Translating the Language of Flowers
Did you know that the language of flowers is not universal? We don’t mean the scientific classification or the Latin name, but rather the cultural implications. If you include florals in your marketing images for international content, be sure to consider them to avoid offending or off-putting intended audiences. This extends from the symbolism attached to specific flowers to even, in some markets, the color or number of individual blooms – there may be hidden implications.
As fall approaches here in the U.K. where I’m based, leaves are turning autumnal shades of red, gold, orange, and brown; tender plants are fading away; squirrels are hiding treasured acorns and chestnuts; small birds are once again congregating in the hedgerow, feeding on the blackberries and rose hips. The dahlias are beginning to fade, waiting for the first severe frost. However, one group of flowers still stands proud: chrysanthemums.
Chrysanthemums are simply a flower of autumn or the harvest for people where I live. They are cheerful, colorful blooms as the nights grow longer – friendly, happy flowers with an inimitable scent that carry memories of childhood. You can buy a bunch of mums in florists, at the local farmers’ market, or even in the supermarket.
Chrysanthemums were first cultivated in China more than 2,500 years ago. The name derives either from the Chinese for “October flower” or from Ancient Greek, depending on which history you read. It has long been considered a noble plant in China – one of the “four gentlemen” of Chinese art, along with bamboo, plum trees, and orchids. So noble a plant, that most common people were strictly forbidden to grow them.
These flowers are an integral part of the culture of China, Japan, and Korea – it’s thought that Buddhist monks introduced chrysanthemums to Japan around 400 AD. That country’s imperial seal is a chrysanthemum, and it celebrates the “festival of happiness,” during which the bloom symbolizes the sun and perfection. The “double nine” festival, held on the ninth day of the ninth lunar month (usually in October) in China and territories including Hong Kong and Taiwan, Japan, Korea, and Vietnam embraces drinks – teas and alcoholic beverages – brewed from the petals. The events also include poems about and displays of chrysanthemums.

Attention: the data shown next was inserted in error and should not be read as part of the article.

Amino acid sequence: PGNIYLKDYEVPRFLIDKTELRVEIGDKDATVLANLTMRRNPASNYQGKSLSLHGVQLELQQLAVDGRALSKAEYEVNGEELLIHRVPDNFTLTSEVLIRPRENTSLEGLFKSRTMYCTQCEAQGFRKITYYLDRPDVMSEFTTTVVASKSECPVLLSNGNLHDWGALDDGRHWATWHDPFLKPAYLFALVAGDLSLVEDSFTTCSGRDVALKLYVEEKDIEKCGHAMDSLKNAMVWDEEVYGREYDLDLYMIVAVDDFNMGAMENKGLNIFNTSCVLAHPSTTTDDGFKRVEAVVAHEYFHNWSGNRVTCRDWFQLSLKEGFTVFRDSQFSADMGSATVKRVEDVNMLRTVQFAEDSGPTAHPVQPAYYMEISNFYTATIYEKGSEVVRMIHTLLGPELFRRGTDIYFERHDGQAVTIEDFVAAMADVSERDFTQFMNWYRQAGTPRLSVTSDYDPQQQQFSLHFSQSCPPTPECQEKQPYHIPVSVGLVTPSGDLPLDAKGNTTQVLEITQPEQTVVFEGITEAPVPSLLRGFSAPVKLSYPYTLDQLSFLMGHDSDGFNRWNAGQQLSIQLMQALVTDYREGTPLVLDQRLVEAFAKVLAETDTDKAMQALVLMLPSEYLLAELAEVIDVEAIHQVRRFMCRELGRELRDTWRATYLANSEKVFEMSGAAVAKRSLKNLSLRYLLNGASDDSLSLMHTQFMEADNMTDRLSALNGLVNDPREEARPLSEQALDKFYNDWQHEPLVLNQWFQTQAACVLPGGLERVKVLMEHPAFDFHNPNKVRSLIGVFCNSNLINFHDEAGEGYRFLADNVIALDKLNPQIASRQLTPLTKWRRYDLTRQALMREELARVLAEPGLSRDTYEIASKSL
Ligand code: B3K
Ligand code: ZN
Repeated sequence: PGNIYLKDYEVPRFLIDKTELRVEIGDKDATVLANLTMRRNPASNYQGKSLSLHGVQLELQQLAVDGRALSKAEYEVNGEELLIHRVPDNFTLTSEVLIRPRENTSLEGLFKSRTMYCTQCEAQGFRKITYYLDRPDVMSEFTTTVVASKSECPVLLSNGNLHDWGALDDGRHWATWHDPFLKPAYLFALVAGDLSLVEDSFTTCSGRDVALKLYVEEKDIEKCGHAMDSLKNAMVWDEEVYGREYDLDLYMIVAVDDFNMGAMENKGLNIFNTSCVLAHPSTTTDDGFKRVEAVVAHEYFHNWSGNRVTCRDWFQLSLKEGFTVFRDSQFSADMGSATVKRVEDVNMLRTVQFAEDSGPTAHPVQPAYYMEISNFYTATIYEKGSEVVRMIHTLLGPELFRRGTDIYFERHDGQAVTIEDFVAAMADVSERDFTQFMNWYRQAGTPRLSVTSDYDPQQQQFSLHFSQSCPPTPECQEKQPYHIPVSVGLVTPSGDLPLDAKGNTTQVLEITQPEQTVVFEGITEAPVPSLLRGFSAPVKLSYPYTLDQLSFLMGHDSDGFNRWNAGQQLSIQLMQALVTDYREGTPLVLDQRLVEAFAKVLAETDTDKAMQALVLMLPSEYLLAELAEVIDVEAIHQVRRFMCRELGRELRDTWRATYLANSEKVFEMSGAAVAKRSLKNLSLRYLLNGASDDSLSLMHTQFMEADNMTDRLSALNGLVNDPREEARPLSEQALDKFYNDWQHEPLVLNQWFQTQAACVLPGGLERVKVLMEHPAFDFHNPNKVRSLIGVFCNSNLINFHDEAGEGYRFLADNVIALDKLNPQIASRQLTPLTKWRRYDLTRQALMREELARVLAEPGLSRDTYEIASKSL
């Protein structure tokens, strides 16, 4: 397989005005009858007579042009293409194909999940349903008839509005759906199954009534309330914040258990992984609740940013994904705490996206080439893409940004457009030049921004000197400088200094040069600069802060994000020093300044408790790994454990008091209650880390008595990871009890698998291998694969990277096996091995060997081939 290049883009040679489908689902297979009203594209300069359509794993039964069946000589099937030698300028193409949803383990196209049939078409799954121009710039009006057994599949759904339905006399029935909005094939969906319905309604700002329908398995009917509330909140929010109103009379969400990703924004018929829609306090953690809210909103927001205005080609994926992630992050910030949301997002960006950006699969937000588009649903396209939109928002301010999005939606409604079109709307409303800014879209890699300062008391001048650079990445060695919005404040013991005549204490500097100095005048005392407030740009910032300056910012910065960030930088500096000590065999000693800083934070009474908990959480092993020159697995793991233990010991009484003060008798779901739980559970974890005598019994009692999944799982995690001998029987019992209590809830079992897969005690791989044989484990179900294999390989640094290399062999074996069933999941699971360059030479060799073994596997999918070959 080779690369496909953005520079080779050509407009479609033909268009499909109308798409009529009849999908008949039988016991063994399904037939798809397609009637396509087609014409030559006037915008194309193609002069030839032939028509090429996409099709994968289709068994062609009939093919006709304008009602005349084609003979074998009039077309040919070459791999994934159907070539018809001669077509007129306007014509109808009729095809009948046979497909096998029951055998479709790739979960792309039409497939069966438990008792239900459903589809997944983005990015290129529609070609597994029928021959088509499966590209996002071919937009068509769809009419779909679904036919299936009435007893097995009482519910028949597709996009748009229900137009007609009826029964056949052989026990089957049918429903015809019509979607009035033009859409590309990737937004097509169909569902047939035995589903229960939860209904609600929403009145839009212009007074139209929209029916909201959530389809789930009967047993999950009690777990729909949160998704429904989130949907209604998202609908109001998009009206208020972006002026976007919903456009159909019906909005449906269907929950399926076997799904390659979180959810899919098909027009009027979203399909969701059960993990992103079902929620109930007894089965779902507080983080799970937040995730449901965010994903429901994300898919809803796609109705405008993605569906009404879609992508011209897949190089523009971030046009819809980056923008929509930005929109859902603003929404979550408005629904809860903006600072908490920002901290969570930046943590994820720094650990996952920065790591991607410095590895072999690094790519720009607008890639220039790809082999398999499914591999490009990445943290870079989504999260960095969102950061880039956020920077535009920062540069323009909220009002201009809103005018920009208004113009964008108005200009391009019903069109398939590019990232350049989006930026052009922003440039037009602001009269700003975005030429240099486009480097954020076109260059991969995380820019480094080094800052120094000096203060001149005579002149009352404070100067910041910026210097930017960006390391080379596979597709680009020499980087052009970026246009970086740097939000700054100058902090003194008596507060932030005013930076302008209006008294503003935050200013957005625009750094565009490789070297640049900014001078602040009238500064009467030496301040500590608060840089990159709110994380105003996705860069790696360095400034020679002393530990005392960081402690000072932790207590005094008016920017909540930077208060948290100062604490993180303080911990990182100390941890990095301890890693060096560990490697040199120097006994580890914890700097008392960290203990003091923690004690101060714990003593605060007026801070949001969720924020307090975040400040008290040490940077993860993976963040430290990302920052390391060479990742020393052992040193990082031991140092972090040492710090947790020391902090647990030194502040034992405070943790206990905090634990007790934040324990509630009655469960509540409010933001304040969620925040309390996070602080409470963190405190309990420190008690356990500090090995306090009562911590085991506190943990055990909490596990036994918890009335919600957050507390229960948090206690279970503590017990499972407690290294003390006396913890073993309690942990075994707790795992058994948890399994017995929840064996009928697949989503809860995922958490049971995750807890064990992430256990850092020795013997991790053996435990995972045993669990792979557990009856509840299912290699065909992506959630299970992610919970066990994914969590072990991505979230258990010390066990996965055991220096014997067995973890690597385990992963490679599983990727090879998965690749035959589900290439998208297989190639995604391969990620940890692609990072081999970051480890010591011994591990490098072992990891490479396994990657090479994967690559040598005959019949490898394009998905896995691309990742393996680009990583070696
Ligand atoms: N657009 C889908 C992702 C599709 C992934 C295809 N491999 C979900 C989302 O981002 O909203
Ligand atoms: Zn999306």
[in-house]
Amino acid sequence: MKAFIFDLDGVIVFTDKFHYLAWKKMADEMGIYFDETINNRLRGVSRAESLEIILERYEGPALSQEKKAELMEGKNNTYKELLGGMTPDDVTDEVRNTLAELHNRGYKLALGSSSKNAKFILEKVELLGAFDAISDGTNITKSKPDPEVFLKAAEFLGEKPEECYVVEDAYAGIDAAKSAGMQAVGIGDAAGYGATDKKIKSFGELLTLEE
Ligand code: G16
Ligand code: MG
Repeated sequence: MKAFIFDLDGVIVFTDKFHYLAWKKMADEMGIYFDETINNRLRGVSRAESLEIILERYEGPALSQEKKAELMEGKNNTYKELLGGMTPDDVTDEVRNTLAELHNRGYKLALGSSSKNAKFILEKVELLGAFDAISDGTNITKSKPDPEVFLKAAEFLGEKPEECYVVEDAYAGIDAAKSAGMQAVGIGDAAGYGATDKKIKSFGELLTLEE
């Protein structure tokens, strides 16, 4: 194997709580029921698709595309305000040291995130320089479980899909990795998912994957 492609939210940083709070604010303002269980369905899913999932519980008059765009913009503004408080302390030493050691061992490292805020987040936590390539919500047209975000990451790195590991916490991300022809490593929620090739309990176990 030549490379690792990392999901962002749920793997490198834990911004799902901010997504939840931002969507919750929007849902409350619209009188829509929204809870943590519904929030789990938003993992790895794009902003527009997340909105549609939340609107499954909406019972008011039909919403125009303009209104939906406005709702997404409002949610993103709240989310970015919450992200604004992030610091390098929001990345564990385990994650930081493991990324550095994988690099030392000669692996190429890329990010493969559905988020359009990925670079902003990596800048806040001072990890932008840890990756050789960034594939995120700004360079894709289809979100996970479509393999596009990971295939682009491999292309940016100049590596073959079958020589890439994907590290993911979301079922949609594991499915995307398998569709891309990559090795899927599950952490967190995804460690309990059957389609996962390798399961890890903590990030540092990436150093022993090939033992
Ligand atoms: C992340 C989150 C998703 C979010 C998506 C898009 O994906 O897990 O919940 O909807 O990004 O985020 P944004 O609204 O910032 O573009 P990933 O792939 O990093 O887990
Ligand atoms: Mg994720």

So, if the language of this flower is associated with friendship, happiness, and nobility, it’s a good marketing image worldwide, right?
Wrong. The flower has a totally different symbolism in several European countries, including France. I learned this the hard way when bringing a bunch of flowers to a friend’s house at the end of October. The mums were for sale at the local florists store, brightly colored in buckets in the marketplace, and for an Englishwoman, the natural gift to give when invited to dinner. I didn’t know that in France – along with Spain, Italy, and Mexico, among others – chrysanthemums are the traditional flowers of November 1 when they are placed on graves or memorials to loved ones. Definitely not a gift for your host!
While the mistake of a newcomer to a country or region’s traditions and symbolism can be quickly forgiven, a cultural error in marketing imagery can be harder to forget. As well as the species, be aware of the implications of color and number: “The Global Marketer’s Guide to Color Selection” provides very helpful guidance. For example, in Russia a bouquet should comprise of an odd number of flowers, but not a bunch of 13 and never an even number – even numbers are only for funerals. In the UK, it’s white lilies that are evocative of funerals. But carnations are probably to be avoided in Greece, as they are both funeral flowers and thrown at performers at nightclubs (bouzoukia)!
Be sure to include the language of flowers when checking your international campaigns – the symbolism of horticulture might need translating along with your text.
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